Here is a famous thought experiment. Imagine a teleport machine that reads the precise make-up of your body and then beams the information to another machine on Mars which reassembles a perfect copy of you. Unfortunately, the original you is destroyed by the reading process although you don't feel this happen. Would you be happy to step into the teleporter? Neurologist Paul Broks says almost all his colleagues would have no problem. They are materialists and as we are only an arrangement of matter, we remain the same person even if the matter is arranged somewhere else. Certainly, they say, the new you on Mars would not realise anything had happened beyond their appearing in a different place.
But this means something else. Materialists can also have no logical problem with an afterlife. We Christians believe we will be resurrected after death in new bodies. This is done by God who, we presume, will have no problem remembering how to fit the bits together (the advantage of omniscience). He can even make the necessary adjustments to maintain our personalities while also curing them of Alzheimer's or any other mental illness. While the new me will not have any direct link to the old me, the new me will feel they are the same person. So as far as Brok and his colleagues are concerned, a purely material mind can be resurrected without problem. If God exists, all the discoveries of neuroscience interpreted in a materialistic way, have no impact on the doctrine of the afterlife.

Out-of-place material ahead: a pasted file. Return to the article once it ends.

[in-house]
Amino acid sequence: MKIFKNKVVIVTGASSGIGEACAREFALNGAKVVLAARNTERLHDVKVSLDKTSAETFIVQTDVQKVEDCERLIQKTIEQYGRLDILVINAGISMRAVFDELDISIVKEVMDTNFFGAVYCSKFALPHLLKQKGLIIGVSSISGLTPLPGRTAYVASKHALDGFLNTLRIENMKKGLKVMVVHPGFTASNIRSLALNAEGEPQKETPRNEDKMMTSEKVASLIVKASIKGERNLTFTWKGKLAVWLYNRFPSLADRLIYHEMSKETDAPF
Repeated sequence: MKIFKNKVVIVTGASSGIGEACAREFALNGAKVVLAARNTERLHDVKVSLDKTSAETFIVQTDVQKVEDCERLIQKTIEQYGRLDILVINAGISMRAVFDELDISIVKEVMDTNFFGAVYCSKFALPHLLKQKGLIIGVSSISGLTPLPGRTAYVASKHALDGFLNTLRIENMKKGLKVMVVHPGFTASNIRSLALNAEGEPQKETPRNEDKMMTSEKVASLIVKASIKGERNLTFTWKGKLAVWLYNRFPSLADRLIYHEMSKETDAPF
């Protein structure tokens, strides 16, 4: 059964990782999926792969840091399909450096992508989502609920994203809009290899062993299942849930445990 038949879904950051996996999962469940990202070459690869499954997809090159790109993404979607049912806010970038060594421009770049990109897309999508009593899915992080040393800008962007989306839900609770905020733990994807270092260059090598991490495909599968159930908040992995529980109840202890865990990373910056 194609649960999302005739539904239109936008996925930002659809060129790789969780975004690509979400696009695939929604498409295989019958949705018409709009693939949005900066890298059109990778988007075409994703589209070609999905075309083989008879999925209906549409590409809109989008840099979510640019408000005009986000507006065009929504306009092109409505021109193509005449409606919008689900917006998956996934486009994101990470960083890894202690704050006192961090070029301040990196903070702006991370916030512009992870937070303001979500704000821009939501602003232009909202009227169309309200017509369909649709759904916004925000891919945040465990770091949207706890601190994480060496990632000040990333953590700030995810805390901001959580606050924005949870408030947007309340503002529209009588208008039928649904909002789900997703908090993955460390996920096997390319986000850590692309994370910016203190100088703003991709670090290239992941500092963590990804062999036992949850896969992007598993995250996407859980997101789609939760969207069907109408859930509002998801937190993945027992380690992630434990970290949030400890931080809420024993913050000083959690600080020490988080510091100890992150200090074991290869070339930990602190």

For us Christians there is something slightly dodgy about this. We do think there is some sort of continuity between our earthly selves and the resurrected self after death. But then, we are not the ones saying that science makes life after death absurd. Clearly, it does not.
Of course, my thoughts and attention are directed towards Rome this morning. I find myself praying that the Pope is comfortable and without fear. He, at least, has no reason to be afraid.